Vincent PERROT

Post doctoral researcher on FWO BEMERMAID project

  • PhD. Environment and materials – 2012 – Université de Pau et des Pays de l’Adour (Pau, France)
  • Ms. Hydrologie-Hydrochimie-Sol-Environment – 2008 – Université Paul Sabatier (Toulouse, France)
  • Ba. Earth-Universe-Environment – 2005 – Université Grenoble Alpes (Grenoble, France)

Tel: +33768891184

Research interest and project summary

My research is generally motivated by the study of the (bio)geochemical cycles of trace elements, and mostly focusing on mercury (Hg) fate at global, regional and local scales. I am especially interested in Hg chemical speciation in aquatic environments (such as its inorganic form and methylmercury) and the transformation pathways of these Hg compounds associated with bio-physico-chemical parameters.

Hg is very toxic depending on its speciation, has both natural and anthropogenic sources and is very reactive towards environmental conditions. This element has high rates of bioaccumulation and biomagnification which threaten food web top predators such as humans, but occurs naturally in the environment at ultra-trace levels (ng/L in natural water and ng/m3 in the atmosphere) where its bioavailability regulates its entering into food webs. This leads the complex challenges of the accurate measurement of Hg speciation and, hence, the deciphering of Hg sources and transformations in the environment. To achieve these goals as an environmental chemist, I use different sampling techniques on the field (for water, sediment, organisms, air) together with specific sample preparation in the laboratory (such as mineralisation, filtration, isotope dilution, ethylation, …) and associated with analytical equipment allowing ultra-trace level measurements (such as ICP-MS, AMA-254, CV-AFS). During my PhD and following post-docs, I have been studying Hg cycle in lacustrine (lake Baikal, Russia) and marine (Gulf of Mexico) environments using stable Hg isotope ratio measurements (performed with multi-collector ICP-MS) as a technique to identify specific sources and processes (e.g. methylation, (photo)reduction) affecting Hg speciation and bioaccumulation.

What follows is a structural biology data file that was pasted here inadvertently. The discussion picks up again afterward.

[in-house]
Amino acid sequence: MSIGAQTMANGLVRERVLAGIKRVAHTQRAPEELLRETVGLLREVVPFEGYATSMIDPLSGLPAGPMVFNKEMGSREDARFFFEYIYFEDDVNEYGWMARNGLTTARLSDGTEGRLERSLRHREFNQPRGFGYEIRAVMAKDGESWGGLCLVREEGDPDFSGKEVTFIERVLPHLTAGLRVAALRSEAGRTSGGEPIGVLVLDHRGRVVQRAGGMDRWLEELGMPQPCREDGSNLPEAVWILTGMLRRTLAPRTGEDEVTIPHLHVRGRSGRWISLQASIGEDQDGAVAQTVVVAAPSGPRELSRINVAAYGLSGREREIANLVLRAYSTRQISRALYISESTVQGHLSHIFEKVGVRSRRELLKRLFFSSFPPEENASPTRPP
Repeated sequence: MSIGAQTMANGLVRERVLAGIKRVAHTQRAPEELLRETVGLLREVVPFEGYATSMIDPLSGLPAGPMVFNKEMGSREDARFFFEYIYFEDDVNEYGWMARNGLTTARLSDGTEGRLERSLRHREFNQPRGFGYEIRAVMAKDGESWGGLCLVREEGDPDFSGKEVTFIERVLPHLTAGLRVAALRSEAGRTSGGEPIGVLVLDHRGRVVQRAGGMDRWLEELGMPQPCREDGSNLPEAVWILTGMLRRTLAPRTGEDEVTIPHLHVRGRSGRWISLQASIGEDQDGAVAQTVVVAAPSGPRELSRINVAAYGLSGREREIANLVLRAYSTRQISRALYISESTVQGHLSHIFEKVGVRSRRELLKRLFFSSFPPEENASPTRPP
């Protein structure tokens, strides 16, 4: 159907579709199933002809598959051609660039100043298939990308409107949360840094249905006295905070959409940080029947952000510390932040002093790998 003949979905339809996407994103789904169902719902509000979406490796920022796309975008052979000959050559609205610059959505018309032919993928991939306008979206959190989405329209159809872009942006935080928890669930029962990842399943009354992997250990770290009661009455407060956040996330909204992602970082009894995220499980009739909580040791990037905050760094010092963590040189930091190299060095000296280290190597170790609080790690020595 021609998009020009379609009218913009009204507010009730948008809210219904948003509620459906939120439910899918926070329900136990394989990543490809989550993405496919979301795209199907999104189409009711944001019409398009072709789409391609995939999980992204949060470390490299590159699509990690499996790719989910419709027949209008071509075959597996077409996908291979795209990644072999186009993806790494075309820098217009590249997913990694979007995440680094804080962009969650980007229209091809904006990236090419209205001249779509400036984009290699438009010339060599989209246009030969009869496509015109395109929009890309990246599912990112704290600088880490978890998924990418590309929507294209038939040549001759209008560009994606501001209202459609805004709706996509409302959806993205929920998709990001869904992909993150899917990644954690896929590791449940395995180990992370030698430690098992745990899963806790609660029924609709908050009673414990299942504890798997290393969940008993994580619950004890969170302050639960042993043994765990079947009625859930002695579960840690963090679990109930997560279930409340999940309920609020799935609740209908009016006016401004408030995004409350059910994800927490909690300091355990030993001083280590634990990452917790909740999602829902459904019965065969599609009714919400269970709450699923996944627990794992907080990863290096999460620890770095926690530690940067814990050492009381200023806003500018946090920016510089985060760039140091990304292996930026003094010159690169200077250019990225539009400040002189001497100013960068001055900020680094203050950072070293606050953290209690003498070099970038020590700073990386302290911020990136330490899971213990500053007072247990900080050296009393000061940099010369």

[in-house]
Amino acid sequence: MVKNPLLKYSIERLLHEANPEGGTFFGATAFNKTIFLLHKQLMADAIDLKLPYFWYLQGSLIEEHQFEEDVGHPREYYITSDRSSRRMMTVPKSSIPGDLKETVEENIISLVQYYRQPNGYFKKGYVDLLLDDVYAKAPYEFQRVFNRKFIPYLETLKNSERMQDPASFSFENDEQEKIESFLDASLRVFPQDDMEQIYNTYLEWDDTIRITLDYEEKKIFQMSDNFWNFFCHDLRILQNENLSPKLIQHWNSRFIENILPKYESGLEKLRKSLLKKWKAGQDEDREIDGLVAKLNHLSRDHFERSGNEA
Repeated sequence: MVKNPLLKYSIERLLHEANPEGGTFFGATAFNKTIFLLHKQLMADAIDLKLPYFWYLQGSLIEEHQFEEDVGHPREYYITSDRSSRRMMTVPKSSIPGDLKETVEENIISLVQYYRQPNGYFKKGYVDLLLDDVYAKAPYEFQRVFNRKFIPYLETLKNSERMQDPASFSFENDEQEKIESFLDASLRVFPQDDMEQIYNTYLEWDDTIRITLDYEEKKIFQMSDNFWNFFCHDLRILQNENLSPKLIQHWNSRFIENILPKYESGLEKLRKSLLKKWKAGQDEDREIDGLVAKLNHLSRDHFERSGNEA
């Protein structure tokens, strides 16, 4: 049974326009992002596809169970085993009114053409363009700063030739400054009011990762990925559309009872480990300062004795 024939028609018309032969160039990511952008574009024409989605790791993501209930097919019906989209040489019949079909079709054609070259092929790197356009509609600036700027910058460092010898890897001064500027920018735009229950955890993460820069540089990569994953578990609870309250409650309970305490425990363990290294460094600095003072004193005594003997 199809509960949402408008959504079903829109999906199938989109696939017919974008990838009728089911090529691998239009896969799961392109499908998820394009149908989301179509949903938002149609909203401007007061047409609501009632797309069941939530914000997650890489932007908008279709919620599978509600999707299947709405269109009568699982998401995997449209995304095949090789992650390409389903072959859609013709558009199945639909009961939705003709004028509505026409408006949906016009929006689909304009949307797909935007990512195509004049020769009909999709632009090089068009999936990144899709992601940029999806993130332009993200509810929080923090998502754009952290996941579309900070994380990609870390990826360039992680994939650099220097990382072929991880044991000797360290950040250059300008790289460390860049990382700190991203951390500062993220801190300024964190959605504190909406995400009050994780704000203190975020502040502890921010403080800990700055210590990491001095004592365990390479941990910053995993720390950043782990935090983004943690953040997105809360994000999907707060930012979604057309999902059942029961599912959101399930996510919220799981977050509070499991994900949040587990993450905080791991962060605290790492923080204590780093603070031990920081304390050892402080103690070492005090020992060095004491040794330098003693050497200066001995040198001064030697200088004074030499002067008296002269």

My project here at VUB in the AMGC Team is to use the diffusive gradient in thin films (DGT) technique to investigate Hg cycle in estuarine and marine environments. The advantages of this technique are the preconcentration of the analytes, their time-integrated concentration determination in waters, and the ability to sample only bioavailable species of these analytes through diffusion processes. This project is in association with the Joseph Stefan Institute (Slovenia) with the aim to combine DGT techniques with Hg stable isotope ratios analysis in order to identify the main sources and transformations affecting bioavailable Hg compounds in the marine environment. The main areas investigated in this project are the North Sea, the Scheldt Estuary and the Adriatic Sea. The use of the SeaExplorer automated submersible for DGT deployment in the Adriatic Sea is also planned.


Mercury, methylmercury, aquatic environment, speciation, bioavailability,